Afrofuturism Exhibition in Berlin Under Fire for Not Showing Black Artists

In further news: V&A acquires Extinction Rebellion artefacts; Baltimore Museum of Art launches Matisse research centre

Members of the Sun Ra Arkestra, 2017, New York. Courtesy: Getty Images; photograph: Theo Wargo

Members of the Sun Ra Arkestra, 2017, New York. Courtesy: Getty Images; photograph: Theo Wargo

A Berlin art gallery has been criticized for mounting an exhibition inspired by Afrofuturism, while at the same time failing to show any black artists. Organizers of the Künstlerhaus Bethanien’s ‘Space is the Place’ show, named after the Sun Ra Arkestra’s seminal 1973 record – and due to open to the public on 2 August – have said that the show’s theme refers to Elon Musk’s space exploration exploits. The exhibition statement says that the show ‘also considers the afrofuturistic science fiction concepts of the 1970s’. Activist group Soup du Jour – an anonymous cluster of art workers – have written an open letter in protest of the show’s ‘old curatorial habits’, accusing the curator of ‘white muskulinity’. They pointed out that of the 22 artists selected for the exhibition, 18 are white men, three are white woman, and the sole person of colour is a Singaporean artist. ‘We can only congratulate you heartily on managing to successfully man your mission to outer space with a list of artists that deftly marginalises all artists other than white men,’ Soup du Jour wrote. Künstlerhaus Bethanien curator Christoph Tannert said that ‘curatorial freedom is as valuable as artistic freedom’ and that the gallery showed ‘at least 50% female artists, many of them people of colour’, each year.

70 firefighters were called to a blaze at the Frankfurt Museum für Moderne Kunst on 30 July, and worked throughout the day to put out flames concentrated in the museum’s roof area. No injuries or damage to artworks were reported. Designed by Hans Hollein in 1991, the museum has been undergoing renovations in recent months, and only a few staffers remained on site. Most of the museum collection had already been placed in storage – museum director Susanne Pfeffer said that they had been ‘fortunate in our misfortune’. Although Pfeffer said that they ‘had pretty much no art on display’, a photograph of firefighters carrying several On Kawara monochromatic date paintings from the museum’s collection to safety later attracted attention on Instagram – its veracity could not be confirmed, with some suggesting that it might have been photoshopped.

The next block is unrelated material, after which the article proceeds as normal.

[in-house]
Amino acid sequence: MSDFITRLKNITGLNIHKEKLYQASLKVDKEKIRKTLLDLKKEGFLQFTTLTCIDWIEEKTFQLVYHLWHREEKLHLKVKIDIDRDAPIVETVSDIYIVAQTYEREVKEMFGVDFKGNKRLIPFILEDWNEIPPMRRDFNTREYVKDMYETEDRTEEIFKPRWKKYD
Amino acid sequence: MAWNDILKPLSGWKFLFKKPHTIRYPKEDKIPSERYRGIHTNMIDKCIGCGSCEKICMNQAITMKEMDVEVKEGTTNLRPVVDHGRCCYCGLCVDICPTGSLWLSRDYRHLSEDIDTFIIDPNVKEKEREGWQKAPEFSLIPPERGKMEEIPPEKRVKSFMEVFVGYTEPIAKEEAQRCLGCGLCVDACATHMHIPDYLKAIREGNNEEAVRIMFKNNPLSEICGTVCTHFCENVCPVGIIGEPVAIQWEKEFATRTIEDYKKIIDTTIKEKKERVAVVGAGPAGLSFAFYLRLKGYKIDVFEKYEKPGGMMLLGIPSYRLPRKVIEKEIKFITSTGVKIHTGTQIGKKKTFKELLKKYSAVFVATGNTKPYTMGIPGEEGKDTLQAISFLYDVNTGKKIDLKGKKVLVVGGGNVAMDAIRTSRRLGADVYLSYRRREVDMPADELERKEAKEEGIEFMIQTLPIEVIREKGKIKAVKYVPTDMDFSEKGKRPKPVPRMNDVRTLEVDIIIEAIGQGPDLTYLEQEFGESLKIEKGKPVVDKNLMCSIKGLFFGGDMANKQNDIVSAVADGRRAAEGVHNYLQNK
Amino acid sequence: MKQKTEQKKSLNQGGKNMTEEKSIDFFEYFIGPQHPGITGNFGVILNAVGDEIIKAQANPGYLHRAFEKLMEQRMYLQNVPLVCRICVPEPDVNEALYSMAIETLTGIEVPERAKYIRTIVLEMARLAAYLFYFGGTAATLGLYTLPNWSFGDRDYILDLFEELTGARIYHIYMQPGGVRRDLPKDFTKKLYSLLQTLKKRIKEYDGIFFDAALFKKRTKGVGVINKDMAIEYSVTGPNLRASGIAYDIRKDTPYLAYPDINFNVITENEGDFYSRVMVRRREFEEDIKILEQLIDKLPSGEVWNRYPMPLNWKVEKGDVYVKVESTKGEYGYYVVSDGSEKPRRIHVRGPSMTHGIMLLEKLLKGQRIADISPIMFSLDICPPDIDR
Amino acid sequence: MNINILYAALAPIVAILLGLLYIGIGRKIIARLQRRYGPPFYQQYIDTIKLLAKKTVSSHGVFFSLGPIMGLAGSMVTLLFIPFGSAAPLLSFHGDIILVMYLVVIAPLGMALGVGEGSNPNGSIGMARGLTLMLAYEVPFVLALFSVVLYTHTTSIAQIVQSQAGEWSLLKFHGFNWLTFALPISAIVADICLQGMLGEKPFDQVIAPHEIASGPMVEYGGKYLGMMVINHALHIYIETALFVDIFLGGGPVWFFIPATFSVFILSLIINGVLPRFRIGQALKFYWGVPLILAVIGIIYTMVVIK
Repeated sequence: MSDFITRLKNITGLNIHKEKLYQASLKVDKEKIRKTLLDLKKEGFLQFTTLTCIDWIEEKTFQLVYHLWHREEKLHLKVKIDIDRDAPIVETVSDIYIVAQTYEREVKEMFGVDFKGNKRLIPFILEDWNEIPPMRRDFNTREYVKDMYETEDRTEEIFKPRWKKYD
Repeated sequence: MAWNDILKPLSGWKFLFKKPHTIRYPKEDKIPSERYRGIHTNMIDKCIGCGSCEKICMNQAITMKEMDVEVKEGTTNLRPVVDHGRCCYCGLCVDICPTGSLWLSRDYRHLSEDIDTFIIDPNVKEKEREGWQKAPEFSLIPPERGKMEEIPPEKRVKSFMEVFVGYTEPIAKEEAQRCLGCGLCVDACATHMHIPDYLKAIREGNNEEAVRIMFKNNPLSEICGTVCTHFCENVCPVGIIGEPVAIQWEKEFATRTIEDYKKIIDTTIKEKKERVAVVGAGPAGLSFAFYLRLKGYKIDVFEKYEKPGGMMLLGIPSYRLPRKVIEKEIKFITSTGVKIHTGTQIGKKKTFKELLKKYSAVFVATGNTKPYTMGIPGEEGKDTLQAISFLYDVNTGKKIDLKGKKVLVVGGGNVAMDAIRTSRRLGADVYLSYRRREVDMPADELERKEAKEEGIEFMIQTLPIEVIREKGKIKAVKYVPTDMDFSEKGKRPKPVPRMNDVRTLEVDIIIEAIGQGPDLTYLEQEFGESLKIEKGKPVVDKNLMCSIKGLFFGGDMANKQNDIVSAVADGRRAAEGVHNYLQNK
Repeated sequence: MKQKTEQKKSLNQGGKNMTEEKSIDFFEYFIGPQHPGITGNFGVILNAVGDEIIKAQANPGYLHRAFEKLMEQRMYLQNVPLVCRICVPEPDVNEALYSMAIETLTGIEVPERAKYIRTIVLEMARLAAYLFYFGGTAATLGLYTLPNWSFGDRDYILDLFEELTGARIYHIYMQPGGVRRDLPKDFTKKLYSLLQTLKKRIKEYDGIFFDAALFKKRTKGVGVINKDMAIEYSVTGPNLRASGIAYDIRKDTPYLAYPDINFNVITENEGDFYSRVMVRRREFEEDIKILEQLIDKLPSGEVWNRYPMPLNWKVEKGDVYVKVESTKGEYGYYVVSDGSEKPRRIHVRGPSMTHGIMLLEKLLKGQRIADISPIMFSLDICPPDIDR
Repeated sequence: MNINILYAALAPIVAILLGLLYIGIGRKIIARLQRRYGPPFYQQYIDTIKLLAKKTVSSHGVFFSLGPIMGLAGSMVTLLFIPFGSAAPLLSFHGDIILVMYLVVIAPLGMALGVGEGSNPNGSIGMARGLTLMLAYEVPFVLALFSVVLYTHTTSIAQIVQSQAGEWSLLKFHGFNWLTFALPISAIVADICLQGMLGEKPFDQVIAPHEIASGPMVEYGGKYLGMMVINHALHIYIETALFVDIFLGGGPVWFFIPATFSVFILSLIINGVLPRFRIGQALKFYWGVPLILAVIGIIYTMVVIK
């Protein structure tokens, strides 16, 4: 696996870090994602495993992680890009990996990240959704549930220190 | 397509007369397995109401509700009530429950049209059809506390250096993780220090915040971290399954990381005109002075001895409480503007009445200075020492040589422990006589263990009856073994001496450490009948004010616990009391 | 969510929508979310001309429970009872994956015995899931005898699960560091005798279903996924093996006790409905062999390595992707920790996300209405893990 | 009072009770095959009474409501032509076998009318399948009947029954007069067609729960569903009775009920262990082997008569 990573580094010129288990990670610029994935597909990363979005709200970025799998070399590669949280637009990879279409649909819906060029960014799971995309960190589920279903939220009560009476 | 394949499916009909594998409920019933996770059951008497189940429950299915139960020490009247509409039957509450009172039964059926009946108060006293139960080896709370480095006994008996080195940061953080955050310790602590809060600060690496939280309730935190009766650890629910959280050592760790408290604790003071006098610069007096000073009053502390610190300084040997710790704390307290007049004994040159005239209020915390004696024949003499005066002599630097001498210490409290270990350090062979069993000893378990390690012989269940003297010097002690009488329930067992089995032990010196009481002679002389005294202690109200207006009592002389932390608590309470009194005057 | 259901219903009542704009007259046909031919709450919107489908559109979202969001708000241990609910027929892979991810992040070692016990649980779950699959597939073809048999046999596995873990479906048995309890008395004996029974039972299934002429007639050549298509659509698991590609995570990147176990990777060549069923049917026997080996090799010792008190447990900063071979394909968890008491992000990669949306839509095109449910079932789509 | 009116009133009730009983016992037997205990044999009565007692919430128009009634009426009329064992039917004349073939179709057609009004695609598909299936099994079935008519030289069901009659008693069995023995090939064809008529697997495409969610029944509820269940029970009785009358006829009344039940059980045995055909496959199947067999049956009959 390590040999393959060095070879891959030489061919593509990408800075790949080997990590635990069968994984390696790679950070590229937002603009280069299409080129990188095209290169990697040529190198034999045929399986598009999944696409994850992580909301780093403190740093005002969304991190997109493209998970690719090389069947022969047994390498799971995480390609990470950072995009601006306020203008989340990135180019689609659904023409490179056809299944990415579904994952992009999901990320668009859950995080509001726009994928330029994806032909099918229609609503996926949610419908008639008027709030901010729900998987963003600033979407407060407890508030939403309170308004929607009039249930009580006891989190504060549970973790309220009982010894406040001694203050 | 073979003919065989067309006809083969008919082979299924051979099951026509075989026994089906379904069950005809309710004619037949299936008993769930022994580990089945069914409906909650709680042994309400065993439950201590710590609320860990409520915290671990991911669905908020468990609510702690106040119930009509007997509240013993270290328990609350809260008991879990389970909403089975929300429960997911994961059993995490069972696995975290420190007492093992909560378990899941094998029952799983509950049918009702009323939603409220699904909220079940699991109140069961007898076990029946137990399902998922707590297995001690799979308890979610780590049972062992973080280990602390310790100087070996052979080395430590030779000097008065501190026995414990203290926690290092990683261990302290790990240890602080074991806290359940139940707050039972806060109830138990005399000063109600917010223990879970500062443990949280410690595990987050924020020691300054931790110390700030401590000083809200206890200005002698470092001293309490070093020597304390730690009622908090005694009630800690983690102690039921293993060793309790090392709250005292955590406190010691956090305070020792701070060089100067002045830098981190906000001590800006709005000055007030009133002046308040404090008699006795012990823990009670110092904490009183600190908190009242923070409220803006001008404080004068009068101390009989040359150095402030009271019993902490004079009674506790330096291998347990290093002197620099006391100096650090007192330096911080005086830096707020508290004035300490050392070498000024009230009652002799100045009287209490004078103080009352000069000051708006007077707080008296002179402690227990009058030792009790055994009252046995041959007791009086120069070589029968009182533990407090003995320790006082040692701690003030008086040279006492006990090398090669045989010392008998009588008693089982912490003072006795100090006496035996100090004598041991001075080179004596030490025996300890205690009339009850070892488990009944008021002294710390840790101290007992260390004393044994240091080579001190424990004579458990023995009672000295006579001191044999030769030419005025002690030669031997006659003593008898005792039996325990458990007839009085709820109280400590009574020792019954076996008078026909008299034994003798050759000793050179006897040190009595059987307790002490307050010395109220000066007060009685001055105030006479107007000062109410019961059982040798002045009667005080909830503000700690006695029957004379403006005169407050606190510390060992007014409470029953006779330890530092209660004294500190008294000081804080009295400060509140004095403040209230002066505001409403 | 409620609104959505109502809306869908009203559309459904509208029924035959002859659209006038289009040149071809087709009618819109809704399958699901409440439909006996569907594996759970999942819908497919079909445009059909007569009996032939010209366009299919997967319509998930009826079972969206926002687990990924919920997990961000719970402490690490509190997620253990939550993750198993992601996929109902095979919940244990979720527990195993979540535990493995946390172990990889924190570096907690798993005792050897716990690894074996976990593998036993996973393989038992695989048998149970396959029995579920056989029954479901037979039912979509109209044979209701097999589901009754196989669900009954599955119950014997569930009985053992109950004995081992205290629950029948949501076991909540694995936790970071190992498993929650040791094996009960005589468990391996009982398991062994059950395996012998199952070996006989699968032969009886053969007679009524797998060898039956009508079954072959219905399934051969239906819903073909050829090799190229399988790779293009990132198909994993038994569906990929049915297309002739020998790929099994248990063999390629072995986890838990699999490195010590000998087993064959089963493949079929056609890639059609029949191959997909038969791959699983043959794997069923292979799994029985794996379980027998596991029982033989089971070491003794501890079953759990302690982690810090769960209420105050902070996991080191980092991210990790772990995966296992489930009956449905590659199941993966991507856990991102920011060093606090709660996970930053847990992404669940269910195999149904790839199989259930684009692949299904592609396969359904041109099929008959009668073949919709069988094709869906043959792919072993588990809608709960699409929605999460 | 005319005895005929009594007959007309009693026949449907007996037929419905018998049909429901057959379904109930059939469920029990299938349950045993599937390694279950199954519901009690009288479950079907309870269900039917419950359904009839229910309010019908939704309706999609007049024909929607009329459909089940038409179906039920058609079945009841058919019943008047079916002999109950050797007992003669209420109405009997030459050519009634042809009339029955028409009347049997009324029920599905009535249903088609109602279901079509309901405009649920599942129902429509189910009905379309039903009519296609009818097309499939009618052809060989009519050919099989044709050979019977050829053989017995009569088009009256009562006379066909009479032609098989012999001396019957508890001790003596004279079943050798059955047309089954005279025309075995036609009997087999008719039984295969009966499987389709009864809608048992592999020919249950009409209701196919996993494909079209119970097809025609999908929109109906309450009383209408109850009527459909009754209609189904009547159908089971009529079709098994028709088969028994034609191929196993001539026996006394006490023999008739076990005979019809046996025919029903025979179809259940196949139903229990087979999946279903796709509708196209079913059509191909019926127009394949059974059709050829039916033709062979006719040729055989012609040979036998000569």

London’s Victoria and Albert Museum has acquired several artefacts associated with the climate activist movement Extinction Rebellion. A flag marked with the group’s symbol, printing blocks used to produce protest placards and an original pamphlet are heading to the museum’s permanent collections – the acquisition is part of the museum’s ‘rapid response’ project which aims to exhibit newsworthy subjects. V&A curator Corinna Gardner said that Extinction Rebellion’s actions had ‘a visual character and identity that is singular […] My interest is how through a really considered set of design choices, Extinction Rebellion have brought a joyous but also focused sense of purpose to their actions.’

The Baltimore Museum of Art, home to one of the most important collections of works by Henri Matisse (with more than 1200 pieces), will now launch a research centre devoted to the artist. The Ruth R. Marder Center for Matisse Studies (named after a late patron of the museum), situated on the BMA’s first floor, will open by 2021. Director Christopher Bedford described it as ‘something like a think tank focused on Matisse’, enabling the museum to become an ‘epicentre of scholarship’ on the artist.

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